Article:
COVID-19 sucks, and the negative tentacles reach into most of our lives. Powerful people enjoy the opportunity to try to right those wrongs where they can.
Such is the case with the NCAA Division One Council who approved a measure that allows all winter athletes to retain their year of eligibility this season whether games are played or not. That means that seniors can return to school or transfer for a fifth year without using a red shirt season.
On its face, that seems like a decent thing to do. Not penalizing student-athletes for a worldwide pandemic entirely outside their control appears sane and decent. But when the unintended consequences are going to cause pain for a different group of people we need to shine a light on that.
While it might make Council chair Grace Calhoun and her minions feel better to approve this accommodation to current athletes, they are dealing with physical impediments to the satisfaction of others – 13 scholarships per program and 200 minutes of playing time per team each game.
In basketball, 13 scholarships are available. If seniors return for a fifth season, what happens to the incoming freshmen who were promised a full-ride and spot on the team? Do they have to find another school, or will programs be put in the awkward position of telling seniors they must leave rather than play a fifth year, despite the NCAA’s decision.
And, what happens to playing time that would have shifted from the seniors to juniors, sophomores, and freshmen? The committee isn’t going to expand the available playing time of 200 minutes to allow everyone an opportunity to get the minutes they would have enjoyed otherwise.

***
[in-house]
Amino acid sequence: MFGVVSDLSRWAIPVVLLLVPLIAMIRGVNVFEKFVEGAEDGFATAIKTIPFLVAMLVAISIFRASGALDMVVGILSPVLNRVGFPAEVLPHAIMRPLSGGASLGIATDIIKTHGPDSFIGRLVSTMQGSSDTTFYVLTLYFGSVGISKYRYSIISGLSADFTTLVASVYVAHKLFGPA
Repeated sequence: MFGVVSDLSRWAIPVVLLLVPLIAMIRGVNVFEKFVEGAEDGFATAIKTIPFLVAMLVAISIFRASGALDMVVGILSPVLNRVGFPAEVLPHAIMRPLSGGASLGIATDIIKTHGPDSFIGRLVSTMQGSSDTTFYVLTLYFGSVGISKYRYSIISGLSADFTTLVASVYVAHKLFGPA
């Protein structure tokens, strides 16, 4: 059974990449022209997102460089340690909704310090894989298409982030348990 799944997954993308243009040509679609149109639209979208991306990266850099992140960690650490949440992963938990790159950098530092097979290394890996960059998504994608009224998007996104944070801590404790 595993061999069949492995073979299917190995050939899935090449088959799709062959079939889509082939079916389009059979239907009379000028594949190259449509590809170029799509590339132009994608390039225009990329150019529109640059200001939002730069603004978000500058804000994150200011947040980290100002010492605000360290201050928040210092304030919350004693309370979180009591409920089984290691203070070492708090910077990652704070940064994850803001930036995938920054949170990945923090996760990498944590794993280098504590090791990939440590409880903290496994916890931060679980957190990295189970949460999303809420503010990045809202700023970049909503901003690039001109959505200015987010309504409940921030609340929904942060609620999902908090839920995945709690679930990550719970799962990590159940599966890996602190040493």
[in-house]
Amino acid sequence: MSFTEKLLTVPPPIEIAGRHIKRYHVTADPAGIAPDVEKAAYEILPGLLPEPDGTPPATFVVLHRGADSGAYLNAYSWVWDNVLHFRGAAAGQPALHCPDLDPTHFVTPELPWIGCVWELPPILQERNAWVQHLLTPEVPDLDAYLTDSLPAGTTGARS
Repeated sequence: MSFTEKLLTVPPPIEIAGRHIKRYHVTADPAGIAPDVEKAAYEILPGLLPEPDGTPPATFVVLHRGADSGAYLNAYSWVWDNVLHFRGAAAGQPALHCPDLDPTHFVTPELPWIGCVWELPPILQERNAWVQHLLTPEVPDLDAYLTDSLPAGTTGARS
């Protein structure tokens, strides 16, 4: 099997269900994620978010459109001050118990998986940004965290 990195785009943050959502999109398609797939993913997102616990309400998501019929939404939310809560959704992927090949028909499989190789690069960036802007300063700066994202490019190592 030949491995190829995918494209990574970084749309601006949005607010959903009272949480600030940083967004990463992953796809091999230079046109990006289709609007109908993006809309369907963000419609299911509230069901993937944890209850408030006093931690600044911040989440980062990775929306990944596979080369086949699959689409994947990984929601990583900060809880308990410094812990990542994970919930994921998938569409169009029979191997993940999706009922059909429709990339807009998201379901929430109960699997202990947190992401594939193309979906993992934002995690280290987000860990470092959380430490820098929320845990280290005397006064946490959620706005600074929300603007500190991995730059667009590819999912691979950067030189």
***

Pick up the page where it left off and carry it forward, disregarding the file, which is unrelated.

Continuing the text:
When one sect is rescued from the negative effects of COVID-19, another bears the burden. This is the way real life works. Everyone cannot have everything. Good and bad happens. Those who benefit celebrate; those penalized overcome.
It may seem cruel to be so pragmatic as to not make allowances for COVID related loss of opportunity, but when scholarships and minutes are limited – as they must be – there is a trickle down effect of inconvenience and unfairness that attaches to efforts to moderate pain.
This problem may solve itself as student-athletes might decide they prefer to leave school on time with diploma in hand rather than play a fifth year, but the Division One Council did at least as much harm as good in granting a COVID year of eligibility.
If they don’t see it that way, the members of the council are neither as smart nor generous as they believe themselves to be.
Calhoun and her committee might have made themselves feel good about helping ease the pain of athletes negatively impacted by COVID, but they shouldn’t. The problem they believe was solved creates new and equally unfair problems.